Tue | Dec 11, 2018

Keep dangerous criminals behind bars - Commish

Published:Saturday | January 16, 2016 | 12:00 AMLivern Barrett

THE POLICE High Command has revealed that it plans to continue discussions with the judiciary to ensure that the most dangerous criminals remain behind bars after they are caught.

Police Commissioner Dr Carl Williams made the disclosure yesterday after he announced that a record 700 alleged murderers were arrested in Jamaica, last year.

"In 2015, we arrested more persons for murder than have ever been arrested [in a single year] in the history of Jamaica," Williams said during a press conference at his St Andrew offices.

He said in some cases, investigators have found that one person was responsible for multiple murders in one incident and multiple killings in separate incidents.

"We have arrested three or four people who were involved in one murder in several different incidents," Williams said.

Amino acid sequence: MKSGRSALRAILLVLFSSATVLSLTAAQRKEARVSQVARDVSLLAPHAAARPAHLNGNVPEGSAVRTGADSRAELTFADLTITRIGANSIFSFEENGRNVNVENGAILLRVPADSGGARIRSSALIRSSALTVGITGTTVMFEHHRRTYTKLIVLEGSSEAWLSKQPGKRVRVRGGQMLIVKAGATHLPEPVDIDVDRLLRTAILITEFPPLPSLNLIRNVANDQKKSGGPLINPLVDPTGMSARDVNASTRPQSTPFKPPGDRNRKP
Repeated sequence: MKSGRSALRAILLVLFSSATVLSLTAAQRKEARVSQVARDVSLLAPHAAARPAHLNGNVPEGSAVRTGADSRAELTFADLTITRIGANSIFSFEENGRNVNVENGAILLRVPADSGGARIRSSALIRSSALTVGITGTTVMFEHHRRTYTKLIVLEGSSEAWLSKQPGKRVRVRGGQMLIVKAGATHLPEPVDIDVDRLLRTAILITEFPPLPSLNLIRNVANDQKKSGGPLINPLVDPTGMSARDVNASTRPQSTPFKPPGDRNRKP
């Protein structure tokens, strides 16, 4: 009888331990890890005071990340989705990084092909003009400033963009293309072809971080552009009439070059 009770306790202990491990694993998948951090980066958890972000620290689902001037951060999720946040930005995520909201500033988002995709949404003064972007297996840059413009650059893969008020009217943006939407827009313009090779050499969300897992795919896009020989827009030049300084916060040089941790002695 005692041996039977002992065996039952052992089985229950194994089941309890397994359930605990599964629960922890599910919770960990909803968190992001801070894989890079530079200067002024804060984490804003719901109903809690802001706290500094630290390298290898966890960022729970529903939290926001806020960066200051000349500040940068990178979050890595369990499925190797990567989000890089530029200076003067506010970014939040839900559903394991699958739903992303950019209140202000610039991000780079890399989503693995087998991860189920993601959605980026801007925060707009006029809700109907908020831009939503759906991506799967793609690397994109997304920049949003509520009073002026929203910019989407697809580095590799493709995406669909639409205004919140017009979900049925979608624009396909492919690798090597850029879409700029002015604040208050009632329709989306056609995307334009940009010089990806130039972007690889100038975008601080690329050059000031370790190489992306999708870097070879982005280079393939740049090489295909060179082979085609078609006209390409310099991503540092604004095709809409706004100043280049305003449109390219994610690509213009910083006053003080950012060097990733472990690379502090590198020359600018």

According to police statistics, a total of 1,207 persons were reported killed last year, a 20 per cent jump when compared with 2014.

While noting that the 700 arrests represent a 54 per cent cleared-up rate for all murders reported last year, Williams said the police wants to ensure that dangerous criminals are not free to continue spreading mayhem in the society.

"We intend to continue the dialogue with the judiciary and the magistracy to ensure that the people who are suppose to remain in custody do, in fact, remain in custody and we hope that we will continue to have a fair level of success in that regard," Williams insisted.

"If they remain in custody, we will not see as many murders from those same [alleged] murderers. We will be impacting the number of murders happening in the society," he continued.

His crime chief, Deputy Commissioner Glenmore Hinds, said police investigators are also focusing on building more airtight cases against dangerous criminals.

"Our cases are stronger and we hope that the strength of our cases will, in fact, convince the magistrate why these persons should not remain among the population," Hinds underscored.